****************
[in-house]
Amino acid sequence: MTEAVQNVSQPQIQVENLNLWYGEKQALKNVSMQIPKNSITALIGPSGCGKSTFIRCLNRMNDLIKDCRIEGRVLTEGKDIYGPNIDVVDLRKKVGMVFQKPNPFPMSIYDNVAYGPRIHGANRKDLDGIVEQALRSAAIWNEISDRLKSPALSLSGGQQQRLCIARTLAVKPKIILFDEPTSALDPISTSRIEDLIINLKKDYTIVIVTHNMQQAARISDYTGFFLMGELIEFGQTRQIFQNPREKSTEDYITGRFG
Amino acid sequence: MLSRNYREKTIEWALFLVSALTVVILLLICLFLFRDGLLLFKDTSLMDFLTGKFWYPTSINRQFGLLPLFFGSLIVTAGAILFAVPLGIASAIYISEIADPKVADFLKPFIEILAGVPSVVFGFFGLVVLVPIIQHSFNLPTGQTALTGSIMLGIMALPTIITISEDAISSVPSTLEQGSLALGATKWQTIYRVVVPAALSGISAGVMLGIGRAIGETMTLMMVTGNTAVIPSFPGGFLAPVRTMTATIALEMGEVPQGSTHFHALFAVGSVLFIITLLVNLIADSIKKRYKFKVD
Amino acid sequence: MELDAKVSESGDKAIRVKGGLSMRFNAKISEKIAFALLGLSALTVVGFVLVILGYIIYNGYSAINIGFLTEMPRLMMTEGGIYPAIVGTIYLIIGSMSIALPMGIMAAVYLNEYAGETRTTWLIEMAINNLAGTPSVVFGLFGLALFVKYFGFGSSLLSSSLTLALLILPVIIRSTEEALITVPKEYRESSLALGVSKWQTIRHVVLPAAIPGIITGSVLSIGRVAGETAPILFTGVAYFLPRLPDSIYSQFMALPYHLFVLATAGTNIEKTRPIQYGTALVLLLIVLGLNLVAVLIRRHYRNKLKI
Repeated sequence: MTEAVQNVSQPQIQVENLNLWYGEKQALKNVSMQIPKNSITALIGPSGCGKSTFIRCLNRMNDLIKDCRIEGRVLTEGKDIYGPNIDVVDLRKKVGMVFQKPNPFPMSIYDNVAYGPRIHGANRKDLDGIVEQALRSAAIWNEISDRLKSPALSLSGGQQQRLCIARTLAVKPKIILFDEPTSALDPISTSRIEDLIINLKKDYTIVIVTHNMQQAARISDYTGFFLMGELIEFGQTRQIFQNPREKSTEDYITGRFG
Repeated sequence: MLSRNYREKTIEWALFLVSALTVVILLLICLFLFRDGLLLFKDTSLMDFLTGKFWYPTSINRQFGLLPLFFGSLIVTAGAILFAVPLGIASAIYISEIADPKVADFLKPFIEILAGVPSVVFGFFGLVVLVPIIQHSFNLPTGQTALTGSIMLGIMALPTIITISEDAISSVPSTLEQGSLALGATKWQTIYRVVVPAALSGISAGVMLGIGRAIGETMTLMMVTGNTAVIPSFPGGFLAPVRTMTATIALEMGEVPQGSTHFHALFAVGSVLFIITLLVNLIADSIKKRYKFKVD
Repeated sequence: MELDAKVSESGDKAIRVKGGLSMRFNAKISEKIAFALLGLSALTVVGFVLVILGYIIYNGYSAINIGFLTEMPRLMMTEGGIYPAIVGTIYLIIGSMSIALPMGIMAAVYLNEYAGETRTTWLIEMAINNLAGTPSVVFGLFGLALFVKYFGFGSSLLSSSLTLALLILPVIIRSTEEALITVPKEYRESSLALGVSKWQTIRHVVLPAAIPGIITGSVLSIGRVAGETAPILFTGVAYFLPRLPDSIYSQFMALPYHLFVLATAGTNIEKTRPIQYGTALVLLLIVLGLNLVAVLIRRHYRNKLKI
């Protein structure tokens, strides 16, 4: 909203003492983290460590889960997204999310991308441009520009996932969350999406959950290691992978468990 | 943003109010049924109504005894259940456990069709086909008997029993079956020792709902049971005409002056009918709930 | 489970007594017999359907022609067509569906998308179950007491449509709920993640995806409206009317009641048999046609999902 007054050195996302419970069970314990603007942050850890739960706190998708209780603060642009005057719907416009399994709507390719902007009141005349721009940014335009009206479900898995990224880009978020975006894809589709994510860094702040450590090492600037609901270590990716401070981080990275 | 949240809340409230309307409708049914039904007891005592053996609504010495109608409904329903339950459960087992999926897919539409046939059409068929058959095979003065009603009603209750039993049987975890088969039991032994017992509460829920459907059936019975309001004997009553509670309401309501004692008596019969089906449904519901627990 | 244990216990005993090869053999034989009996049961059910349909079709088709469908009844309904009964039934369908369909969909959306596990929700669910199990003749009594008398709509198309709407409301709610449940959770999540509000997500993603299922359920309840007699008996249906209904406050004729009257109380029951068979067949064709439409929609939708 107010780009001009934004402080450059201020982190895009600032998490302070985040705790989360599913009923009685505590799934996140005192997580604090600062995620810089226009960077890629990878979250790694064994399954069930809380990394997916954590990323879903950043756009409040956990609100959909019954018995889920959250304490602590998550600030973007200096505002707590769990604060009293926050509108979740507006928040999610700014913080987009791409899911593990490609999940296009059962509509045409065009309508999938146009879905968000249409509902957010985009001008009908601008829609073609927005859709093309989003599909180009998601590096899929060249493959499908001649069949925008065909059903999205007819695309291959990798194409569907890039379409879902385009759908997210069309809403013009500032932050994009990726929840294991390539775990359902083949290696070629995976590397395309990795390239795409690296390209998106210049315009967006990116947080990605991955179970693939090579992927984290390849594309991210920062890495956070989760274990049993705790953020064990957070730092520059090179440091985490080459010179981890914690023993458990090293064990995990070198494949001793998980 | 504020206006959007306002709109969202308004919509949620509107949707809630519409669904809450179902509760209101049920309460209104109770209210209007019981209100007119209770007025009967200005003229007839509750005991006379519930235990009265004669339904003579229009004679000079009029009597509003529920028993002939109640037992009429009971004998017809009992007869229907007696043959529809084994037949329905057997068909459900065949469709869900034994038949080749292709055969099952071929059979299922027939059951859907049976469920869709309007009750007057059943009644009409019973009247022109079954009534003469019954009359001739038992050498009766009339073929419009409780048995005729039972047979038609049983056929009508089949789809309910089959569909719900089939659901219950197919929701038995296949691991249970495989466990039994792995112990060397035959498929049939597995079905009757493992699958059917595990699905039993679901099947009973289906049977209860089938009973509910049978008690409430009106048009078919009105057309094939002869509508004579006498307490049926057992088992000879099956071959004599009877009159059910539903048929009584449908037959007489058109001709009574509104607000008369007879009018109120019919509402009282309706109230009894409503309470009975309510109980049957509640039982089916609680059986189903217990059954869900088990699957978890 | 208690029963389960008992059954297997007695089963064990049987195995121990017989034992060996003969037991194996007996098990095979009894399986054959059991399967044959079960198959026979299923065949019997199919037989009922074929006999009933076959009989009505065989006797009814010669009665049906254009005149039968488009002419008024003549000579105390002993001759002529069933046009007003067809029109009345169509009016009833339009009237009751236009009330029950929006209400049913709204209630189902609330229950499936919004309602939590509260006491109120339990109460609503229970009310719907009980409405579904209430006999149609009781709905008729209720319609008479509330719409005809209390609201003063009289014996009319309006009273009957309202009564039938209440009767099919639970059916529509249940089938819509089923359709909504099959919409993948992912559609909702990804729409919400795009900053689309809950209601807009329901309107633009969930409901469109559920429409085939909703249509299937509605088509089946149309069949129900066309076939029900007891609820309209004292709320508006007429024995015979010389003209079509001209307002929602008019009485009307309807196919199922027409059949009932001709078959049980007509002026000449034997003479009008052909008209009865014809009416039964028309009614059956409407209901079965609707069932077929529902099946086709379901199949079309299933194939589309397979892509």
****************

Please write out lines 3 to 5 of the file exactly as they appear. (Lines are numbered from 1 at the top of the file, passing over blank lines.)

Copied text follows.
Amino acid sequence: MLSRNYREKTIEWALFLVSALTVVILLLICLFLFRDGLLLFKDTSLMDFLTGKFWYPTSINRQFGLLPLFFGSLIVTAGAILFAVPLGIASAIYISEIADPKVADFLKPFIEILAGVPSVVFGFFGLVVLVPIIQHSFNLPTGQTALTGSIMLGIMALPTIITISEDAISSVPSTLEQGSLALGATKWQTIYRVVVPAALSGISAGVMLGIGRAIGETMTLMMVTGNTAVIPSFPGGFLAPVRTMTATIALEMGEVPQGSTHFHALFAVGSVLFIITLLVNLIADSIKKRYKFKVD
Amino acid sequence: MELDAKVSESGDKAIRVKGGLSMRFNAKISEKIAFALLGLSALTVVGFVLVILGYIIYNGYSAINIGFLTEMPRLMMTEGGIYPAIVGTIYLIIGSMSIALPMGIMAAVYLNEYAGETRTTWLIEMAINNLAGTPSVVFGLFGLALFVKYFGFGSSLLSSSLTLALLILPVIIRSTEEALITVPKEYRESSLALGVSKWQTIRHVVLPAAIPGIITGSVLSIGRVAGETAPILFTGVAYFLPRLPDSIYSQFMALPYHLFVLATAGTNIEKTRPIQYGTALVLLLIVLGLNLVAVLIRRHYRNKLKI
Repeated sequence: MTEAVQNVSQPQIQVENLNLWYGEKQALKNVSMQIPKNSITALIGPSGCGKSTFIRCLNRMNDLIKDCRIEGRVLTEGKDIYGPNIDVVDLRKKVGMVFQKPNPFPMSIYDNVAYGPRIHGANRKDLDGIVEQALRSAAIWNEISDRLKSPALSLSGGQQQRLCIARTLAVKPKIILFDEPTSALDPISTSRIEDLIINLKKDYTIVIVTHNMQQAARISDYTGFFLMGELIEFGQTRQIFQNPREKSTEDYITGRFG